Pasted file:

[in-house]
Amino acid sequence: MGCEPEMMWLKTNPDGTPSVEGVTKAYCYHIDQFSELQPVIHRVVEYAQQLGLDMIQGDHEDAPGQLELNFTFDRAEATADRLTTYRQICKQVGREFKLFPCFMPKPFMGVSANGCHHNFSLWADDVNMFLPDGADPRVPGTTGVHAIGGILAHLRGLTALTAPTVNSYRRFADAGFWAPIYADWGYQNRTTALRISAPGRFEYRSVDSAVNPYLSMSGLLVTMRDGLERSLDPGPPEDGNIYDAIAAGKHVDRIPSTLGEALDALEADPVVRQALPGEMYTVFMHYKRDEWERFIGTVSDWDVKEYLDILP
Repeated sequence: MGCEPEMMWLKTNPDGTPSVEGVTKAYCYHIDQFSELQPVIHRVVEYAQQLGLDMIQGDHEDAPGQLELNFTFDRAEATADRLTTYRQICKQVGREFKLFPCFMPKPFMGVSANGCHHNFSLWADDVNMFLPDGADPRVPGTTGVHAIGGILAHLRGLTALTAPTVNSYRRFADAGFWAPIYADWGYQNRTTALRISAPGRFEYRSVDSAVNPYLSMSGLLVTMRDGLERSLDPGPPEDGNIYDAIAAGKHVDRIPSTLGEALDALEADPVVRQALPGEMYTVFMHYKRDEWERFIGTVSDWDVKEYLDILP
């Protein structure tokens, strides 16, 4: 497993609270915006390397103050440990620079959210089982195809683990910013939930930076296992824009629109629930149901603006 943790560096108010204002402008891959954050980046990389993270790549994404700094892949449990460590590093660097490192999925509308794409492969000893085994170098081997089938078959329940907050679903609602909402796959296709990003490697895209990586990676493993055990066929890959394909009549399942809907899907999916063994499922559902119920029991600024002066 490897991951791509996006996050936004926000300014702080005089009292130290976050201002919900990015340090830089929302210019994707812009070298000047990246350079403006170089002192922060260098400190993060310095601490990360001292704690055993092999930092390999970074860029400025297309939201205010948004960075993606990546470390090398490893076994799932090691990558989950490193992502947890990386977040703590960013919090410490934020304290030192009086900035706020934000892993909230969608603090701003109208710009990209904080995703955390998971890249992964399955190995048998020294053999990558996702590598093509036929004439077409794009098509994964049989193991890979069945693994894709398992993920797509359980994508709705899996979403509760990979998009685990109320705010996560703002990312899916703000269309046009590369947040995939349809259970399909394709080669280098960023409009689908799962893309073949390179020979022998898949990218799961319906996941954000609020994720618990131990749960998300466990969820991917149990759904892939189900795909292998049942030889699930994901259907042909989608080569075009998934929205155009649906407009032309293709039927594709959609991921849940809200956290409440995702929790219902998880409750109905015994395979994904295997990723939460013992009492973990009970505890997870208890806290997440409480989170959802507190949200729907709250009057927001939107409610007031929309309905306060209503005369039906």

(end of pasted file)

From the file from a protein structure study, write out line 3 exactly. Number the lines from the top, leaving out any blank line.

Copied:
Repeated sequence: MGCEPEMMWLKTNPDGTPSVEGVTKAYCYHIDQFSELQPVIHRVVEYAQQLGLDMIQGDHEDAPGQLELNFTFDRAEATADRLTTYRQICKQVGREFKLFPCFMPKPFMGVSANGCHHNFSLWADDVNMFLPDGADPRVPGTTGVHAIGGILAHLRGLTALTAPTVNSYRRFADAGFWAPIYADWGYQNRTTALRISAPGRFEYRSVDSAVNPYLSMSGLLVTMRDGLERSLDPGPPEDGNIYDAIAAGKHVDRIPSTLGEALDALEADPVVRQALPGEMYTVFMHYKRDEWERFIGTVSDWDVKEYLDILP